Sports enthusiasts beware! It's that time of year again when thunderstorms roll in overhead with little or no warning. Choosing a thunderstorm as an opponent may not be such a wise choice, nor prove a fair match. Spring thunderstorms certainly pack a punch and playing with fire, or in this case electricity, stacks the odds of a win in Mother Nature's favor.
According to a 1997 study conducted by the National Oceanic and Atmospheric Administration (NOAA), about 50 percent of all lightning-related deaths and injuries occur in a sports/recreational setting. Between 1959 and 1997, 55 percent of lightning deaths in the United States occurred in areas such as open fields, ball fields and parks. Another 18 percent of deaths were attributed to boating and water-related incidents, with an additional 4 percent in golfing accidents alone.
Unfortunately for victims, many of these lightning accidents occur needlessly and are preventable. According to weather experts, people tend to try to outrun or outplay a storm, underestimating the speed and potential danger of approaching storm clouds. It is no coincidence most injuries occur at the beginning and end of a storm when lightning bolts seem to emerge from a virtually cloudless sky. Many times lightning is released from the edges of storm clouds and travels several miles - it is often unexpected.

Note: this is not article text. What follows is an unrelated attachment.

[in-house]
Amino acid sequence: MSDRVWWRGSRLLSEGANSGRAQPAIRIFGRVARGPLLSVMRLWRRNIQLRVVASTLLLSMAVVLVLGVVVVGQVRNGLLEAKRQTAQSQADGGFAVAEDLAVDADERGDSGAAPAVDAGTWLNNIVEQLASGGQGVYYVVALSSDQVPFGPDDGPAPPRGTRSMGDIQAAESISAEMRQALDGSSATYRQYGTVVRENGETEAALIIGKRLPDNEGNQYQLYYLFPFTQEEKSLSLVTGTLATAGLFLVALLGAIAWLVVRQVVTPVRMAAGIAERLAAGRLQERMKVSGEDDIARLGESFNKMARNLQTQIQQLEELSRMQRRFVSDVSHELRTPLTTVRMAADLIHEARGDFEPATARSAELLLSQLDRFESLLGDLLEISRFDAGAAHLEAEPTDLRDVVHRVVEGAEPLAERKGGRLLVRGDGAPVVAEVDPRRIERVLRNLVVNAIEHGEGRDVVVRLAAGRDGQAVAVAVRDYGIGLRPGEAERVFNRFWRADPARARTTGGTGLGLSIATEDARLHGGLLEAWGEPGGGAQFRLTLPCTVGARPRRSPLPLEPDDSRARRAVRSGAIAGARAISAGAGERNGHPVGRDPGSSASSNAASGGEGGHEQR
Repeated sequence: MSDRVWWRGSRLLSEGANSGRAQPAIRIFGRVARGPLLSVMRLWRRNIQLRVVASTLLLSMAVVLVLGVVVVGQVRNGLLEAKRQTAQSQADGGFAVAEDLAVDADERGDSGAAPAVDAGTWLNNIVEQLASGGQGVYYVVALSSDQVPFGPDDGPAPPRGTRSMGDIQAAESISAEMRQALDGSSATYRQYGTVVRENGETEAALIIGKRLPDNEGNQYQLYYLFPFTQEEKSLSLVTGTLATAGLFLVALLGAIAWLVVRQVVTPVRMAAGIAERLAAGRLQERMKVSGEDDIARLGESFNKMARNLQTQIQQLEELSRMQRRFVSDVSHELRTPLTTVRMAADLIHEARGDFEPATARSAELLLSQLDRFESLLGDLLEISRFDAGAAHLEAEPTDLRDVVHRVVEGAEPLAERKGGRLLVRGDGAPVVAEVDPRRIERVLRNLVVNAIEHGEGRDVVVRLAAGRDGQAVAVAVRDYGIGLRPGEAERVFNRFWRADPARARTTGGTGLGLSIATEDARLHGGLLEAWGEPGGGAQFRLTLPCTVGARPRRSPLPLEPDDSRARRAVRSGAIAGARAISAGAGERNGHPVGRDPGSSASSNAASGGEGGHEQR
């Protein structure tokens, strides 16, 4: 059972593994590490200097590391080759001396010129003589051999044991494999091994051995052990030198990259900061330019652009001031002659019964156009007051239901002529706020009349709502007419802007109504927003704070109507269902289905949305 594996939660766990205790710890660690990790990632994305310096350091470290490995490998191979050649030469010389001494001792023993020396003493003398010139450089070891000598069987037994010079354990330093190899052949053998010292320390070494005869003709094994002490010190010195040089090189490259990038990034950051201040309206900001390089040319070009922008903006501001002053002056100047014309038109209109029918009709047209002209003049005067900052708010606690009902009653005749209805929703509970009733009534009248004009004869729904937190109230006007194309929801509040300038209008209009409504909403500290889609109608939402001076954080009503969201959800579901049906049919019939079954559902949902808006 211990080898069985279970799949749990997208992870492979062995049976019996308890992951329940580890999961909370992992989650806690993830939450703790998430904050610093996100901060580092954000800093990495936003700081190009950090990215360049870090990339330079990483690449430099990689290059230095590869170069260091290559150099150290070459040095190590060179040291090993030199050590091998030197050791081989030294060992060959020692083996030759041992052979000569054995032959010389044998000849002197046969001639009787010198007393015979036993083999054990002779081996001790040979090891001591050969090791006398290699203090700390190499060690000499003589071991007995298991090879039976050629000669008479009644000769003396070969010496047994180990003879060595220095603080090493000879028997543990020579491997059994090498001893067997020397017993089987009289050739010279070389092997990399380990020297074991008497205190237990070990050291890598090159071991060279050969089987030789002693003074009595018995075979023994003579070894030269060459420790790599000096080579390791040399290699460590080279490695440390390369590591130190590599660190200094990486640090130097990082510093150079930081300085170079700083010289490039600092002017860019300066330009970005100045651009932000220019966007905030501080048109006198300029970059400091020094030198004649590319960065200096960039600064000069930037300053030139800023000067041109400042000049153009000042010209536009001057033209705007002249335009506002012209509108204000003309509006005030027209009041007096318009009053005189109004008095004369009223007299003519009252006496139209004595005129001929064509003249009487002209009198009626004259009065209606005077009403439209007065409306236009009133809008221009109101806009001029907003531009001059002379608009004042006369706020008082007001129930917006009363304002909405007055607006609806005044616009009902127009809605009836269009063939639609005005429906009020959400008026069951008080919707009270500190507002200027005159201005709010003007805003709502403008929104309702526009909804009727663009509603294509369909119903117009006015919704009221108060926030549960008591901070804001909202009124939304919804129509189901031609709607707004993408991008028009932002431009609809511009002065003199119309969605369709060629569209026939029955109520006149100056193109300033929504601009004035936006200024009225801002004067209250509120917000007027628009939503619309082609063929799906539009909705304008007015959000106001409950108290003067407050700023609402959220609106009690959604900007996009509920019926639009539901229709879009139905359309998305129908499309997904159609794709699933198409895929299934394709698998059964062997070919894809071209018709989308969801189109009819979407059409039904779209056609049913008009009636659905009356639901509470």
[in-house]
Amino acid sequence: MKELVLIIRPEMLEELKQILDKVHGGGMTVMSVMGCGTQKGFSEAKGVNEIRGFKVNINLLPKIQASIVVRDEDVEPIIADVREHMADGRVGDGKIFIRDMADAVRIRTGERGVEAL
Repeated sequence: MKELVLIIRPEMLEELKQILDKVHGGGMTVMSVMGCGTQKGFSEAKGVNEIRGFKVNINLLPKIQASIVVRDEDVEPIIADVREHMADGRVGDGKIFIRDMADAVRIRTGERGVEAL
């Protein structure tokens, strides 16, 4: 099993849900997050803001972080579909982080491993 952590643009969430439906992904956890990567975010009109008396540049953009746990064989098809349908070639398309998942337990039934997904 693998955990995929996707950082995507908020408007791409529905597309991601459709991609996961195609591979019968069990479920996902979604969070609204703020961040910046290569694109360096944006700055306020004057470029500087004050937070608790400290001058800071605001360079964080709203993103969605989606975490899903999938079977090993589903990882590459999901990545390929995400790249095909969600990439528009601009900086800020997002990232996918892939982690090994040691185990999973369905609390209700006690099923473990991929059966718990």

Your competitive edge this Spring and Summer is to remain ever alert to changing weather conditions - playing on the offense. A few simple tips can help you keep safe when lightning is near: Before hitting the greens, inquire as to whether your golf course or club is equipped with lightning protected shelters. Unfortunately, an unprotected shelter on a course can become a lightning trap by concentrating potential victims at a common vulnerable site. Familiarize yourself with safe, protected areas in the event of a storm. If you're caught out in a storm on an unprotected course, seek out an area that is lower than the surrounding landscape, avoid standing under trees and try to distance yourself from metal equipment and golf carts. If you're with a group of people spread out; the chances of 'attracting' a bolt as a group increase. If you suddenly feel a tingling sensation, beware - lightning may be about to strike! Immediately crouch down with your hands on your knees. Never lie down or place your hands on the ground.
For anyone near or in a body of water during a storm, the rule of thumb is to get as far away from the water as possible. A lone water skier or swimmer becomes an inviting target. Lightning seeks the path of least resistance and water and metal are preferred conductors. Likewise, avoid contact with fishing equipment, metal boats and motors. Vacate pool areas and avoid unprotected pool houses. Take shelter in a hard top car.
Caught playing tennis or baseball? Get off the court and lose the cleats. Hitting the showers early after the game breaks may not be such a good idea either and could put you at risk in an unprotected building or home. Another rule of lightning safety - avoid sinks and baths as pipes are excellent conductors.
It is important for people to understand the severity of lightning strikes. Lightning offers no second chance. For children especially, coaches and parents must raise their awareness on the importance of taking shelter as a storm approaches.
The winning strategy when playing with lightning is: if you hear thunder or see flashes of lightning in the distance, it's time to call it a game!